The Treasury Department, contending its hand has been forced by Congress' failure to raise the federal debt limit, has begun moves to dip into the Social Security trust fund and two other federal pension accounts to raise $17 billion to pay the government's bills.

Fearful that this would severely harm the Social Security trust fund, congressional leaders last night tried to engineer a one-week debt limit increase that would avoid the need for the Treasury action. But the effort collapsed after it was opposed by Senate Majority Leader Robert J. Dole (R-Kan.).

The complex bookkeeping transaction planned by Treasury was sharply criticized by congressional Democrats yesterday, who contended it could end up costing the trust funds $1 billion to $2 billion in lost interest payments over the next five years. In addition, a coalition of elderly and labor groups last night filed a lawsuit charging that the Treasury plan was an illegal raid on Social Security and seeking a temporary restraining order barring the Treasury from proceeding.

A federal judge, however, refused last night to grant the restraining order. But U.S. District Judge Thomas F. Hogan did not dismiss the lawsuit brought by the American Association of Retired Persons and others, saying it could be pursued if Congress does not resolve the debt ceiling problem today.

Treasury officials acknowledged their plan was an "extraordinary step" but insisted that without an immediate increase in the $1.8 trillion debt limit, the government will run out of money and 36 million Social Security beneficiaries as well as 3 million civil service and railroad retirees would be unable to cash their monthly checks.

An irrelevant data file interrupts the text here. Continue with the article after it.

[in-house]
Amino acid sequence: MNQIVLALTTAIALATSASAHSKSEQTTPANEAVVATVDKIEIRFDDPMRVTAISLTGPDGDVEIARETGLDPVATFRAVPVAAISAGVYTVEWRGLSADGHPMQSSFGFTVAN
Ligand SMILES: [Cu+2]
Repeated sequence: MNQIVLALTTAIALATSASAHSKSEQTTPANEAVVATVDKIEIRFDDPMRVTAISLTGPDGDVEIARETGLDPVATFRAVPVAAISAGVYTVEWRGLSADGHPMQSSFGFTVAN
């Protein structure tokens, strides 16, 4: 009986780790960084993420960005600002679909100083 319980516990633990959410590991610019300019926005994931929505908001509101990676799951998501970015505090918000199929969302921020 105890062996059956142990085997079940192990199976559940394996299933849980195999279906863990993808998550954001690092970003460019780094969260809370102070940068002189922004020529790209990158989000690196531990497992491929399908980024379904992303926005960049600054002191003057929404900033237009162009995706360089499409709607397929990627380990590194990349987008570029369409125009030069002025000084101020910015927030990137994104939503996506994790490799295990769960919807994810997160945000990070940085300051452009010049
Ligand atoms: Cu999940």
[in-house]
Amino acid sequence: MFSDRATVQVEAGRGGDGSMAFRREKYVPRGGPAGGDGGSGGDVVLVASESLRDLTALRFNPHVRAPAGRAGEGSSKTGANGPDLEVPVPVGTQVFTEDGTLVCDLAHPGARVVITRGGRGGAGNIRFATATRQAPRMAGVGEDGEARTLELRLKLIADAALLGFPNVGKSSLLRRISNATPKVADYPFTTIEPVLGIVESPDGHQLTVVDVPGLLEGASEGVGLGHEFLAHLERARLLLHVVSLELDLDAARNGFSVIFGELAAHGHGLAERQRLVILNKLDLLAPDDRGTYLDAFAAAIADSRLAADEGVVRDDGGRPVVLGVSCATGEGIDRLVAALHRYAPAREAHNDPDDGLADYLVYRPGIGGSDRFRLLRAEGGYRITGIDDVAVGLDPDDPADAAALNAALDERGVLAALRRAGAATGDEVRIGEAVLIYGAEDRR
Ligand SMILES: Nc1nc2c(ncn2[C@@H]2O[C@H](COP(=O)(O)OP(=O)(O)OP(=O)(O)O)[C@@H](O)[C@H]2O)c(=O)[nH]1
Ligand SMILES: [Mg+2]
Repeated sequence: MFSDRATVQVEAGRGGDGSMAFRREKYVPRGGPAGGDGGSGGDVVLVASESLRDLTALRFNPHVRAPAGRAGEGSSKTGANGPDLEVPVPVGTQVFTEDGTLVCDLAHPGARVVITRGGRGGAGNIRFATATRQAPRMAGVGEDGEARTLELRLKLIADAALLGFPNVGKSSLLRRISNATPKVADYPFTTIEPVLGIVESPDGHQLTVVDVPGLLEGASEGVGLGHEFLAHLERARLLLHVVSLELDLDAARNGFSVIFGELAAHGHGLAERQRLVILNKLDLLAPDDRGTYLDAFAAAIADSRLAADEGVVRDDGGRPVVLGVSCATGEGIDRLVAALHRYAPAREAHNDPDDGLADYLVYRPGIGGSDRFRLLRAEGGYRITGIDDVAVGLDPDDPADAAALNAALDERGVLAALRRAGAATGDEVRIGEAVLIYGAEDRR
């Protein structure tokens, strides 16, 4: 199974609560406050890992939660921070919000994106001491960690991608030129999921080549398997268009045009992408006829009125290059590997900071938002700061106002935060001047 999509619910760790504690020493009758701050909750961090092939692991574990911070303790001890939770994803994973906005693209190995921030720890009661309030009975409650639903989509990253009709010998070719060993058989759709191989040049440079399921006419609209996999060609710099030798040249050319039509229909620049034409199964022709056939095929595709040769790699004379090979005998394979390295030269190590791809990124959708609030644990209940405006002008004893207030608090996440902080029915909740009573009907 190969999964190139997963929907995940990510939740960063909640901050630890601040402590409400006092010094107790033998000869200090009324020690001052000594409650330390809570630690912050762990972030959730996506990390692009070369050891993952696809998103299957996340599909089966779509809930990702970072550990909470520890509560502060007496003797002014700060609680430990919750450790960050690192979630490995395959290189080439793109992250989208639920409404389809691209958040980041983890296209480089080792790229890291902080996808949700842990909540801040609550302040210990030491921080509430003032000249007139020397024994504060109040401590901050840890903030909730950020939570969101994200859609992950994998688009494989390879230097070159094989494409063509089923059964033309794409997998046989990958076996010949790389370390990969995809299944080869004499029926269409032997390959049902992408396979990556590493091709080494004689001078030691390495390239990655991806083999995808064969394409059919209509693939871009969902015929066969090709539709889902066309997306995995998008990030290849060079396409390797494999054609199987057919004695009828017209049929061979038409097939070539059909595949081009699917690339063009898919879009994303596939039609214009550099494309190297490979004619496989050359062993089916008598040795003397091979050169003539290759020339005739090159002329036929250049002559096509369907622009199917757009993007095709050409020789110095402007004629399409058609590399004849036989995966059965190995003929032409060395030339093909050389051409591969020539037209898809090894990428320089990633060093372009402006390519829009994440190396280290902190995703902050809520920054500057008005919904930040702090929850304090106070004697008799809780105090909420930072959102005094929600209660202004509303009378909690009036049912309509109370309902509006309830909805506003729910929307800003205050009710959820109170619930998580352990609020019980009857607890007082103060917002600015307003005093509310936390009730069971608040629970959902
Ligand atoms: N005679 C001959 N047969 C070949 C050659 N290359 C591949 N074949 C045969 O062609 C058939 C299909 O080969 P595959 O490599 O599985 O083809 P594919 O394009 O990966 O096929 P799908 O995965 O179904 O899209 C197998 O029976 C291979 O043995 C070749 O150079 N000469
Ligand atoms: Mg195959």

"What's the alternative?" said Acting Assistant Treasury Secretary John J. Niehenke at a hearing before a House banking subcommittee. "The alternative is not paying the Social Security beneficiaries in early November."

Normally, the Social Security trust fund is held as a reserve and actual payments to beneficiaries payments are made from general Treasury revenue. The Treasury then reimburses itself from monthly Social Security payroll tax receipts.

But because the government is currently out of cash, the Treasury has decided to dip into the trust fund reserve. Niehenke said the Treasury's plan calls for it to cancel about $17 billion in Treasury securities held by the Social Security trust fund, the Railroad Retirement Fund, and the Civil Service Retirement Fund -- an action that would immediately place the government below the congressionally mandated debt limit of $1.8 trillion, allowing it borrow new cash from the public.

In anticipation of the move, the Treasury auctioned $17.75 billion in bonds and notes on Wednesday and plans to issue the certificates starting today, a Treasury spokesman said. But Treasury said its plan was only a stopgap measure that will keep the government afloat until Nov. 15.

Rep. Jim Jones (D-Okla.), chairman of the House Social Security subcommittee, said the fund could end up losing $300 million a year in interest because the Treasury will be reimbursing the fund with bonds at lower interest rates than those that it is cashing in today.

Jones also charged yesterday that Treasury, without any public announcements, "has already cashed in as much as $15 billion in long-term securities this fall, and that they may have done the same thing in 1984."

Jones called for a General Accounting Office probe of these earlier transactions. Congress needs to know "whether the Reagan administration has been secretly and illegally 'invading' the Social Security fund," agreed House Speaker Thomas P. O'Neill Jr. (D-Mass.).

Treasury officials denied they have illegally dipped into the trust fund already, but acknowledged that they redeemed $14 billion in long-term bonds in the fund to help meet Social Security payments in early October. The debt limit was first hit on Oct. 1.